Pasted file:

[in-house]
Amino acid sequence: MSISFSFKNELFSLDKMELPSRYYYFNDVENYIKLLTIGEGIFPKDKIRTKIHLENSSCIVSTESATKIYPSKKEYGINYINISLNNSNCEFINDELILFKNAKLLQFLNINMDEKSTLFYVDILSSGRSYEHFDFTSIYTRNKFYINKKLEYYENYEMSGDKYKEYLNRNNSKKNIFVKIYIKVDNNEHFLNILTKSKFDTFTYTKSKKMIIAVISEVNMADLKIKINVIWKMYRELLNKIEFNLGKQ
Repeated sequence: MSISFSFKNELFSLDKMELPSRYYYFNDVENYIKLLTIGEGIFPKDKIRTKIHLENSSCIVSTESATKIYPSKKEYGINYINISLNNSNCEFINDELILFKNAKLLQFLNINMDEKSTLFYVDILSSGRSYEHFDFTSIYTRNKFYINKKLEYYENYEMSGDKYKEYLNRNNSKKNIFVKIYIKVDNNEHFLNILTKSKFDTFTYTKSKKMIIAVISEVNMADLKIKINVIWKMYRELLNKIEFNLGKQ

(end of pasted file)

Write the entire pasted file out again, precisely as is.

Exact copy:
[in-house]
Amino acid sequence: MSISFSFKNELFSLDKMELPSRYYYFNDVENYIKLLTIGEGIFPKDKIRTKIHLENSSCIVSTESATKIYPSKKEYGINYINISLNNSNCEFINDELILFKNAKLLQFLNINMDEKSTLFYVDILSSGRSYEHFDFTSIYTRNKFYINKKLEYYENYEMSGDKYKEYLNRNNSKKNIFVKIYIKVDNNEHFLNILTKSKFDTFTYTKSKKMIIAVISEVNMADLKIKINVIWKMYRELLNKIEFNLGKQ
Repeated sequence: MSISFSFKNELFSLDKMELPSRYYYFNDVENYIKLLTIGEGIFPKDKIRTKIHLENSSCIVSTESATKIYPSKKEYGINYINISLNNSNCEFINDELILFKNAKLLQFLNINMDEKSTLFYVDILSSGRSYEHFDFTSIYTRNKFYINKKLEYYENYEMSGDKYKEYLNRNNSKKNIFVKIYIKVDNNEHFLNILTKSKFDTFTYTKSKKMIIAVISEVNMADLKIKINVIWKMYRELLNKIEFNLGKQ